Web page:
How did you build your following in your niche? 
Just being myself on them and commenting on other posts.  I've managed to build a nice group of friends, writers and fans. 
 Did you use forums, newsletters and methods like that?  
I do send out a newsletter, but I'm not sure how effective it is. It continues to give my list of contacts information about what I'm up to next.
 
You do a lot of book signings, interviews, speaking and personal appearances? 
I do. Since I started writing, I've moved two times. Book signings offer name recognition.I've done library panels as well. Anything I can do to get my name out there, I'm raising my hand.  
When and where is the next place where your readers can see you?  
I'm currently organizing a few signings here in Arizona, mostly in a coffee house environment, and I will be signing at the 'Readers for Life' literacy signing at the next RWA conference in San Antonio. The signing will be held on July 23rd from 5:30-7:30 and it's open to the public. The autographing takes place at the Marriott Rivercenter Hotel on the 3rd floor. The proceeds from the book sales go to literacy organizations.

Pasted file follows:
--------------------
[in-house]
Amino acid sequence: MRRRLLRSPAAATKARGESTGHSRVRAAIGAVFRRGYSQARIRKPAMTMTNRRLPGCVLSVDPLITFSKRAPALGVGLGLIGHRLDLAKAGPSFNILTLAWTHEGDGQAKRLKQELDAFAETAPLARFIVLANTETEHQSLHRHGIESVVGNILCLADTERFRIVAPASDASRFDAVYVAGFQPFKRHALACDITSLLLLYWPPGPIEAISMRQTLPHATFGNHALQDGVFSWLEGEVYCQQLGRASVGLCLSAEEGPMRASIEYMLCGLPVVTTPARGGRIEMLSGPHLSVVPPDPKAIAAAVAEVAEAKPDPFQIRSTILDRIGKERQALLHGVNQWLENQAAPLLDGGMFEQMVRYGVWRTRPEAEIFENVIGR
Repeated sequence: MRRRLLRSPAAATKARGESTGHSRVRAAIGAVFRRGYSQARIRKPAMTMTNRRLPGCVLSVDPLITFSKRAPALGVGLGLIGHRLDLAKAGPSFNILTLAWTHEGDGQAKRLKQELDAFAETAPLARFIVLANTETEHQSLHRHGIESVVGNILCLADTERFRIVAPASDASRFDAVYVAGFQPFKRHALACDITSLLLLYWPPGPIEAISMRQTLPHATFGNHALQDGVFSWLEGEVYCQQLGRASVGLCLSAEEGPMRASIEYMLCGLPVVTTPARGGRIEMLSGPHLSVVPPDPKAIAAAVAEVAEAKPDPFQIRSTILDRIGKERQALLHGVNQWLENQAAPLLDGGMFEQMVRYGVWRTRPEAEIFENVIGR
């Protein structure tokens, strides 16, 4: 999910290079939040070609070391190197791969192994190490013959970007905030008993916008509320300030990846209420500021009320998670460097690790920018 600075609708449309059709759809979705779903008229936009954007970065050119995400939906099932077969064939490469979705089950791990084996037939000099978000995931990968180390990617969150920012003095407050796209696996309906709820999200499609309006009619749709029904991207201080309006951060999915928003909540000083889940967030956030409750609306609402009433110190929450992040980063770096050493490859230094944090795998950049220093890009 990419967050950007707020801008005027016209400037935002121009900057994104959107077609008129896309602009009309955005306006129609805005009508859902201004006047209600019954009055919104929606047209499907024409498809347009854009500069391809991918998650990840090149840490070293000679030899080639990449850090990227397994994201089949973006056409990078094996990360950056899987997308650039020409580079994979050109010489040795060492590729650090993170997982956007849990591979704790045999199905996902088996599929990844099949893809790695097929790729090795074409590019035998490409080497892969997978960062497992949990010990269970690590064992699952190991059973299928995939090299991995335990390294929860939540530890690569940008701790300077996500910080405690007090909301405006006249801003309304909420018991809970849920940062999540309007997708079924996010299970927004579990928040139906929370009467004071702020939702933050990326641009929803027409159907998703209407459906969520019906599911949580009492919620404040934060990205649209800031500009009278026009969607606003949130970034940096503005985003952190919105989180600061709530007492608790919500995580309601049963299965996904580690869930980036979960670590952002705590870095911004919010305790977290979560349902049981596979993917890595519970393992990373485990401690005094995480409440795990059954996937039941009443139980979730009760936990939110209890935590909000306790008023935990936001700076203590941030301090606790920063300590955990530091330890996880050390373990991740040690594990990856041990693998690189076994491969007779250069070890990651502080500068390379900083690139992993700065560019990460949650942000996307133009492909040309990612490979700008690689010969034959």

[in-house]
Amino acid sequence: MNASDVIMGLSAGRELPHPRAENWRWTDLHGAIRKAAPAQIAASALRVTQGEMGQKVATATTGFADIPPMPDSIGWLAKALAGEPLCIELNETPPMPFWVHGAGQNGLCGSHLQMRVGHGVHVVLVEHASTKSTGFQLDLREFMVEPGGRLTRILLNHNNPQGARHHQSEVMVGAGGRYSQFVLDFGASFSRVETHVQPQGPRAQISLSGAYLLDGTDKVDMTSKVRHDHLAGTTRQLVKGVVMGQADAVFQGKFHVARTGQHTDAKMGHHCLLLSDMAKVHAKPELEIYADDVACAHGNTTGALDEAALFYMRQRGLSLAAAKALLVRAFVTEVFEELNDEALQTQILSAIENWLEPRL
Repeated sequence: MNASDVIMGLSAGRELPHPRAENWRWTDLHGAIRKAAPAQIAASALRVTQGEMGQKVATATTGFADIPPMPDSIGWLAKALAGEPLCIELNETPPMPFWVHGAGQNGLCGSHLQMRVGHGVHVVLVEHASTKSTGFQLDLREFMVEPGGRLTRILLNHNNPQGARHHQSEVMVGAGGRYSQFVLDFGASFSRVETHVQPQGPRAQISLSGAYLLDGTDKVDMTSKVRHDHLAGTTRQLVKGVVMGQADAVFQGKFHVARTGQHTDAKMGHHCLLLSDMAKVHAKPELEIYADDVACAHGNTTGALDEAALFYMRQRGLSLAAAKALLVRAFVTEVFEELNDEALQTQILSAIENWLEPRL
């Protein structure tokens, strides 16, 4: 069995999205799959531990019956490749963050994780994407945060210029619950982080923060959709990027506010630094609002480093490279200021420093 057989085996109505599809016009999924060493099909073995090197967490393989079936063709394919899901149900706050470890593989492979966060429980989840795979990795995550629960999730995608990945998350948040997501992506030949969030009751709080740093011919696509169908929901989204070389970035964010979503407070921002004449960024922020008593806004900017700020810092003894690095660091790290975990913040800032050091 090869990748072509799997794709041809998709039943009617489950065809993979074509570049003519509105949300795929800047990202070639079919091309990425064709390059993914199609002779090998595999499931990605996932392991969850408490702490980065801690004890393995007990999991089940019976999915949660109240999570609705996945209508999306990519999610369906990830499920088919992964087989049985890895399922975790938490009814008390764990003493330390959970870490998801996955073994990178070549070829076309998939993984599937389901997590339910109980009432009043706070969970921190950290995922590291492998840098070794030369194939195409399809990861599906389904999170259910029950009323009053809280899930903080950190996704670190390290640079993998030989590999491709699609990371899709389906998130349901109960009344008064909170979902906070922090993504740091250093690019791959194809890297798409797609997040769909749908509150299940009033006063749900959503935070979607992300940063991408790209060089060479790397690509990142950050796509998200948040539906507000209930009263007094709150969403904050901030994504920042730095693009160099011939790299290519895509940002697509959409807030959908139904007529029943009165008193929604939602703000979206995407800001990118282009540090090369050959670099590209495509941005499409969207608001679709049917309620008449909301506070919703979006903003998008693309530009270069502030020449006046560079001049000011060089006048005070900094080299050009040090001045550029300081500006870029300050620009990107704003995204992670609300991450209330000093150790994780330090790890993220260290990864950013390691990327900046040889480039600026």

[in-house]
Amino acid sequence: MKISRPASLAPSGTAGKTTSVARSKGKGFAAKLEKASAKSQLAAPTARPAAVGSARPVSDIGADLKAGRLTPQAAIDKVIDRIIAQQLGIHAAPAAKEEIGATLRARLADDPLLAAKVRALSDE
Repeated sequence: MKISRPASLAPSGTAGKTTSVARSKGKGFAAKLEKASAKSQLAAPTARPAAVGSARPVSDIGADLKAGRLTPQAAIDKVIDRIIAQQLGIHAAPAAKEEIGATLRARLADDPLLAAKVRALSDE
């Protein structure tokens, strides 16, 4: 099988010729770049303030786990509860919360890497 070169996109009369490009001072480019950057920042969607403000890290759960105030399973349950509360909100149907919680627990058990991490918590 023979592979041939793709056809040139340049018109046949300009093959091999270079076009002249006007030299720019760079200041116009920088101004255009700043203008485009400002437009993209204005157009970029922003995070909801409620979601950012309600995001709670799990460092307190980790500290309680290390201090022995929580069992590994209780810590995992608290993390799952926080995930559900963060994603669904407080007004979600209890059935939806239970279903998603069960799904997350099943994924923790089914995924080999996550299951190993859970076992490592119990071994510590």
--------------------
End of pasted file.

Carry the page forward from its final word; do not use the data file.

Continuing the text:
Where can they keep up with your personal contacts online? 
 
  1. You have great covers for both Carolyn and K.T’s novels.  
    Avalon Books and Montlake Romance did the covers for my sweet romances. Avalon Books asked for suggestions but never used any of them. But when Montlake took over, they did ask for input and were so accommodating, I still can't believe it. K. T. Roberts' covers were done by Carol Webb, owner of Bella Media Management and, as you can see, they follow the same theme. All the stories take place in New York, so it only seemed fitting to use the New York City skyline as my backdrop.